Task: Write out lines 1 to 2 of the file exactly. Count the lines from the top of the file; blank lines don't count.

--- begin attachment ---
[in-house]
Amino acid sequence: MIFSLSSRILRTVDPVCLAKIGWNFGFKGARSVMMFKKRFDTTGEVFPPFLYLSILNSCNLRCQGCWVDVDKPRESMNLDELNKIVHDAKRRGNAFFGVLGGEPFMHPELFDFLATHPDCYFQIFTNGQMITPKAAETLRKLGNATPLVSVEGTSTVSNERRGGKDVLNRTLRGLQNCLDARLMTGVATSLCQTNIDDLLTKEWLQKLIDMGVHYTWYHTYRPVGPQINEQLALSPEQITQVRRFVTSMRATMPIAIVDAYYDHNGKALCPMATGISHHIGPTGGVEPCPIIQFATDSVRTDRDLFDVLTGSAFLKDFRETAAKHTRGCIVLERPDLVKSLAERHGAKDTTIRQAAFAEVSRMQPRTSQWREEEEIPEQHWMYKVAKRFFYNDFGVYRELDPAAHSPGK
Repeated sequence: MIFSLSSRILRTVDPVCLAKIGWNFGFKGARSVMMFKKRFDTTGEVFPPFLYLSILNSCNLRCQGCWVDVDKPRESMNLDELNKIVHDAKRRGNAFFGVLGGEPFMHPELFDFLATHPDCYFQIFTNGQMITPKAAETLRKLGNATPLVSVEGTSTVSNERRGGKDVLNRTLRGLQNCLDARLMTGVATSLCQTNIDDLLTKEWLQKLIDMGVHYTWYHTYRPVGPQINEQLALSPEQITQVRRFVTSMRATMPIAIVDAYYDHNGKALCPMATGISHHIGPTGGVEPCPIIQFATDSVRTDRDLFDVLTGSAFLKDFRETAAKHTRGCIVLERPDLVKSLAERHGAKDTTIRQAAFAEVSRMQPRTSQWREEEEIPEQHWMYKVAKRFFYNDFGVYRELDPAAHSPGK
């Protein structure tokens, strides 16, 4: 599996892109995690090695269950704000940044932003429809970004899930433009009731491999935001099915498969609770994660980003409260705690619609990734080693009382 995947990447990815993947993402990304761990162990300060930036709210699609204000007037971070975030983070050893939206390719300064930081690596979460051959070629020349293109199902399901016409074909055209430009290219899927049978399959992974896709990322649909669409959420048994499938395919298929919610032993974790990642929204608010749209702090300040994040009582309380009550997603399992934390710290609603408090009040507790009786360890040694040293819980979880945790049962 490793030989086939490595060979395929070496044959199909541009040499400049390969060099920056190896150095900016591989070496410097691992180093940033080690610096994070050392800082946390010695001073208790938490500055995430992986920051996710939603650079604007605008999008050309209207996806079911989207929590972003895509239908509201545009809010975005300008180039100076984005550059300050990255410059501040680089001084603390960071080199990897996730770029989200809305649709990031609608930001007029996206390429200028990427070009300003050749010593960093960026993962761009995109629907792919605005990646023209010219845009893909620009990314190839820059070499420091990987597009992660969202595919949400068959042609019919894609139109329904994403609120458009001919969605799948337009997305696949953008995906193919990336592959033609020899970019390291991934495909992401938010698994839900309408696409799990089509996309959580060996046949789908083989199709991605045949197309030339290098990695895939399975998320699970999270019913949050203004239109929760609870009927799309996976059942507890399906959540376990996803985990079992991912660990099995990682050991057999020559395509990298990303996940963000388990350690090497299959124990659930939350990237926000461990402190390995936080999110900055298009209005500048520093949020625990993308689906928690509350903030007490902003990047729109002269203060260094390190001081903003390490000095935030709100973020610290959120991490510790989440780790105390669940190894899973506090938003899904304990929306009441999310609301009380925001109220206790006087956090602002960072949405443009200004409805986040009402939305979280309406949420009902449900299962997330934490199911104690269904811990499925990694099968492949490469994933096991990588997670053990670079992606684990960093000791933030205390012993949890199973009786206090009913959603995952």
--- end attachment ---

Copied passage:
[in-house]
Amino acid sequence: MIFSLSSRILRTVDPVCLAKIGWNFGFKGARSVMMFKKRFDTTGEVFPPFLYLSILNSCNLRCQGCWVDVDKPRESMNLDELNKIVHDAKRRGNAFFGVLGGEPFMHPELFDFLATHPDCYFQIFTNGQMITPKAAETLRKLGNATPLVSVEGTSTVSNERRGGKDVLNRTLRGLQNCLDARLMTGVATSLCQTNIDDLLTKEWLQKLIDMGVHYTWYHTYRPVGPQINEQLALSPEQITQVRRFVTSMRATMPIAIVDAYYDHNGKALCPMATGISHHIGPTGGVEPCPIIQFATDSVRTDRDLFDVLTGSAFLKDFRETAAKHTRGCIVLERPDLVKSLAERHGAKDTTIRQAAFAEVSRMQPRTSQWREEEEIPEQHWMYKVAKRFFYNDFGVYRELDPAAHSPGK